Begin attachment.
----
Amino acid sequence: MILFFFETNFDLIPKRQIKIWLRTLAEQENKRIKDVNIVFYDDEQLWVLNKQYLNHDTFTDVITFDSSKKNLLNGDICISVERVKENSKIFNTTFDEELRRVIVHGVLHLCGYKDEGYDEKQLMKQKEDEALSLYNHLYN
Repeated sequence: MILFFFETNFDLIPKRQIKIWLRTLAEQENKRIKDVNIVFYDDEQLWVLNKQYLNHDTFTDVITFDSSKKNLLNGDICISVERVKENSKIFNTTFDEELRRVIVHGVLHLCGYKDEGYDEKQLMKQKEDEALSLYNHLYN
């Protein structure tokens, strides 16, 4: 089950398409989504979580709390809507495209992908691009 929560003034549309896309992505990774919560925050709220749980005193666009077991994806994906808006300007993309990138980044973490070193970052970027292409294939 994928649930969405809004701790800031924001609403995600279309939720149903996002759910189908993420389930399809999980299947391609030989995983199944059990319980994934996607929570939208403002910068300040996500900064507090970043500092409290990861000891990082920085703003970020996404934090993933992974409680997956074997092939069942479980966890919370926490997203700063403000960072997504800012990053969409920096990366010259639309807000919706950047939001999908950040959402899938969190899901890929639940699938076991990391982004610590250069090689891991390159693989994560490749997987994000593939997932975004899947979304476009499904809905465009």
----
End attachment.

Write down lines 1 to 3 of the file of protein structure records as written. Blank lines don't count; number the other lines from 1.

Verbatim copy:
Amino acid sequence: MILFFFETNFDLIPKRQIKIWLRTLAEQENKRIKDVNIVFYDDEQLWVLNKQYLNHDTFTDVITFDSSKKNLLNGDICISVERVKENSKIFNTTFDEELRRVIVHGVLHLCGYKDEGYDEKQLMKQKEDEALSLYNHLYN
Repeated sequence: MILFFFETNFDLIPKRQIKIWLRTLAEQENKRIKDVNIVFYDDEQLWVLNKQYLNHDTFTDVITFDSSKKNLLNGDICISVERVKENSKIFNTTFDEELRRVIVHGVLHLCGYKDEGYDEKQLMKQKEDEALSLYNHLYN
């Protein structure tokens, strides 16, 4: 089950398409989504979580709390809507495209992908691009 929560003034549309896309992505990774919560925050709220749980005193666009077991994806994906808006300007993309990138980044973490070193970052970027292409294939 994928649930969405809004701790800031924001609403995600279309939720149903996002759910189908993420389930399809999980299947391609030989995983199944059990319980994934996607929570939208403002910068300040996500900064507090970043500092409290990861000891990082920085703003970020996404934090993933992974409680997956074997092939069942479980966890919370926490997203700063403000960072997504800012990053969409920096990366010259639309807000919706950047939001999908950040959402899938969190899901890929639940699938076991990391982004610590250069090689891991390159693989994560490749997987994000593939997932975004899947979304476009499904809905465009």